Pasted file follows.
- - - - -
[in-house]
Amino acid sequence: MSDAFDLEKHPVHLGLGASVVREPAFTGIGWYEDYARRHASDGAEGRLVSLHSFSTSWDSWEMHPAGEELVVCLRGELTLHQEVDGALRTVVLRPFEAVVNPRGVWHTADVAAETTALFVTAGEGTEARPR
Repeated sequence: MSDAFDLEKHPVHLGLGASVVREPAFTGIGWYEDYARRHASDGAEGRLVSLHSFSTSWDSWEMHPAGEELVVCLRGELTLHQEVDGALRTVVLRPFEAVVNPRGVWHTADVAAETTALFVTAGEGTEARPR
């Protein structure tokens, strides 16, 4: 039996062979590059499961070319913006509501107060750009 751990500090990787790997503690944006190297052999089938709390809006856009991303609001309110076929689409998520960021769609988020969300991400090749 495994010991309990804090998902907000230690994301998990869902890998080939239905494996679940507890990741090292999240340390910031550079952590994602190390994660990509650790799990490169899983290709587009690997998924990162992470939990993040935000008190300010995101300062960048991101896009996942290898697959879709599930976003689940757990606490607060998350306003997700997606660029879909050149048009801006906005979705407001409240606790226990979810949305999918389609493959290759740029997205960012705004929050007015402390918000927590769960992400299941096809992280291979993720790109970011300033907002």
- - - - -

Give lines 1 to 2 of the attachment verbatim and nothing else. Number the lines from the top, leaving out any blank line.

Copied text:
[in-house]
Amino acid sequence: MSDAFDLEKHPVHLGLGASVVREPAFTGIGWYEDYARRHASDGAEGRLVSLHSFSTSWDSWEMHPAGEELVVCLRGELTLHQEVDGALRTVVLRPFEAVVNPRGVWHTADVAAETTALFVTAGEGTEARPR